Your Dec. 6 article “High Winds, Water Batter Door County Shoreline” was informative and helpful in continuing to draw attention to our changing climate and how it’s affecting where we live.
I’m interested in both what we can do to adapt and what we can do to lessen our contribution to the problem. First, we need to understand what science can tell us about where we are, why, what we might expect and what we can do about it short term and at the generational level.
Craig Sterrett’s article ends with words from Brent Bristol, Ephraim’s village administrator and harbormaster: “We’re just trying to do what we can. It’s cyclical, everyone knows. It’s not the first time this has happened. Talking to several old-timers who’ve been around and serving on committees, there isn’t much you can do. It’s been this high or higher before. We’ll figure it out.”
Although I appreciate the valuable perspective of those who have seen high water levels in the past, the current water-level events are also being affected by climate changes.
“Climate Change the Cause of Great Lakes Record High Water – and Earlier Record Lows,” written by Matt Field, Dec. 7, 2019, explains the latest science addressing Great Lakes water levels.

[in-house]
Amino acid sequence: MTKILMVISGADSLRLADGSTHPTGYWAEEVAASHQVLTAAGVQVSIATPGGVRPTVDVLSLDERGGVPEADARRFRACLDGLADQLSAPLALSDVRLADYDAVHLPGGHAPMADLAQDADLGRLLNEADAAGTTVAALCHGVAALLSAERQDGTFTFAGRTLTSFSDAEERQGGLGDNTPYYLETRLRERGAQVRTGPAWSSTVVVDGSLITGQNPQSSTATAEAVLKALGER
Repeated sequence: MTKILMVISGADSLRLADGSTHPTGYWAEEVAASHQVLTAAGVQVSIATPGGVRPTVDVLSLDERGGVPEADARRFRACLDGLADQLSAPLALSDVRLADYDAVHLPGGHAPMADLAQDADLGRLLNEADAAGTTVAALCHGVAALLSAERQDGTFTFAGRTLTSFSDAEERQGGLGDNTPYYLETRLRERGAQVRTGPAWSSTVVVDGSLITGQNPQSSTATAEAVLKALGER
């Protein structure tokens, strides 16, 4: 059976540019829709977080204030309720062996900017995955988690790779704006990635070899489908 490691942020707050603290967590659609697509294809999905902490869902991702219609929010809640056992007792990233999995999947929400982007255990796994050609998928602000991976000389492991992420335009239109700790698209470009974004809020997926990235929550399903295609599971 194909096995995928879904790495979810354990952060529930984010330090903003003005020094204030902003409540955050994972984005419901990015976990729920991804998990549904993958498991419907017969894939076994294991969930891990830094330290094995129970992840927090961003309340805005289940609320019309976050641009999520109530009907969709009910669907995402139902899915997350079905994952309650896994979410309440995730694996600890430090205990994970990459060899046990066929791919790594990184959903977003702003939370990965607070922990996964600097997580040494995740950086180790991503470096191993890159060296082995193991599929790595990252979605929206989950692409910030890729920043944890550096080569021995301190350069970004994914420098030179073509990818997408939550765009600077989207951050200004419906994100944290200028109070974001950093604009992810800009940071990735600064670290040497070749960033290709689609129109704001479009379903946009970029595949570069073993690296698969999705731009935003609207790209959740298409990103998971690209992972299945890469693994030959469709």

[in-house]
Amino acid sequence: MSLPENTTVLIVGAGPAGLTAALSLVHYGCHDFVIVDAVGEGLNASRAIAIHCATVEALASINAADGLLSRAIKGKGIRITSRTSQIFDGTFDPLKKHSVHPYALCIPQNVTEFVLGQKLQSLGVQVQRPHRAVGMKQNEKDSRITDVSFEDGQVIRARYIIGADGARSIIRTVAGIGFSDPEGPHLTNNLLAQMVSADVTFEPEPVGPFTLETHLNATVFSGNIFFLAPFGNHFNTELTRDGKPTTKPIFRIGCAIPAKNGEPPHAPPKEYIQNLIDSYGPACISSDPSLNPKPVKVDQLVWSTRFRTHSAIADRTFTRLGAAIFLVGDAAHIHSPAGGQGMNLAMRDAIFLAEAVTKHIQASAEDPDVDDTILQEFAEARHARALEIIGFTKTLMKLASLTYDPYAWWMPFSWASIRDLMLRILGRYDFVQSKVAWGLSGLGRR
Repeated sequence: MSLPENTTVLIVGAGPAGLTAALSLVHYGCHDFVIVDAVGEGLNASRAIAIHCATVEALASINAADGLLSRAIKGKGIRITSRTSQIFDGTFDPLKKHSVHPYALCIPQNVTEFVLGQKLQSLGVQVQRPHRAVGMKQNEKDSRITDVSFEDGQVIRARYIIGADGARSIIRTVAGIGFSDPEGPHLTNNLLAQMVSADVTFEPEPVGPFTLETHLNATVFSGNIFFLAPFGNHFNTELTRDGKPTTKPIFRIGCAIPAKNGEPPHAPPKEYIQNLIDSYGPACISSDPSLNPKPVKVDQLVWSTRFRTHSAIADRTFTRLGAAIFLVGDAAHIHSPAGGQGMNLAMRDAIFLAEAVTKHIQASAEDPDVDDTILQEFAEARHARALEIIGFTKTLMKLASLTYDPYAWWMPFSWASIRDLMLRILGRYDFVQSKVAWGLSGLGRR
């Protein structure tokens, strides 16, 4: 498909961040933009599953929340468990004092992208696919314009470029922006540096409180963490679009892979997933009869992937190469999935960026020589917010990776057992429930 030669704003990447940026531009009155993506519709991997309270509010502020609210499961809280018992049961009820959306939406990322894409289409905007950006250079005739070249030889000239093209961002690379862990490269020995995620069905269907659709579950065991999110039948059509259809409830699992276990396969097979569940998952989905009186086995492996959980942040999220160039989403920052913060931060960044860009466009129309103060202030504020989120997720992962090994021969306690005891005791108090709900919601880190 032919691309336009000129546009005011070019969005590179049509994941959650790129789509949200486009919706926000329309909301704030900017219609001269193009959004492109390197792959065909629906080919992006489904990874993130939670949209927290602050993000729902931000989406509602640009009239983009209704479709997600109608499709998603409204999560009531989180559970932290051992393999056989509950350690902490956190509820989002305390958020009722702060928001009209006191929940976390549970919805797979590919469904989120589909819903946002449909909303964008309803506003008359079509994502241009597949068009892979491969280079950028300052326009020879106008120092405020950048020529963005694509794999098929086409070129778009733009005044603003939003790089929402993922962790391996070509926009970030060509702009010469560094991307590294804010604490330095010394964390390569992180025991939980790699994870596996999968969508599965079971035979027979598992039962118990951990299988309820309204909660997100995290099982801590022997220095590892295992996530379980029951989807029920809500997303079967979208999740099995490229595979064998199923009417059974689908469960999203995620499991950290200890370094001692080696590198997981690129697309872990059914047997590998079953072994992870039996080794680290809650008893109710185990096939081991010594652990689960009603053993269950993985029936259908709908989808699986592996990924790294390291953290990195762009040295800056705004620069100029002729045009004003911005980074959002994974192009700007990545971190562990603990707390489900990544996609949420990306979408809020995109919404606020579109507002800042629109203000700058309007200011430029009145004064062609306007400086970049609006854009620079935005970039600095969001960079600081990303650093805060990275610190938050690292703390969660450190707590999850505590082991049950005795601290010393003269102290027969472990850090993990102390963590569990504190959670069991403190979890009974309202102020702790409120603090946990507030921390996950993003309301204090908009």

Richard B. Rood, one of the lead climate scientists at the University of Michigan, said, “We’re at the beginning of this period of rapid change. We’re not going to stabilize on something.” Rood suggests we need to plan for extremes of high and low water episodes.
The Peninsula Pulse’s Sterrett article further quotes Bristol: “Hopefully we’ll be having some collaborative discussions over the winter with the [Wisconsin Department of Transportation], with the county …” As of Dec. 27, the water level is starting the new year at 16 inches higher than a year ago. Depending on the balance of precipitation, evaporation and runoff, 2020 lake levels promise to be a continuing topic of concern. I hope as we deal with what comes, we think about how we can embrace the promising clean-energy economy.
Sturgeon Bay, Wisconsin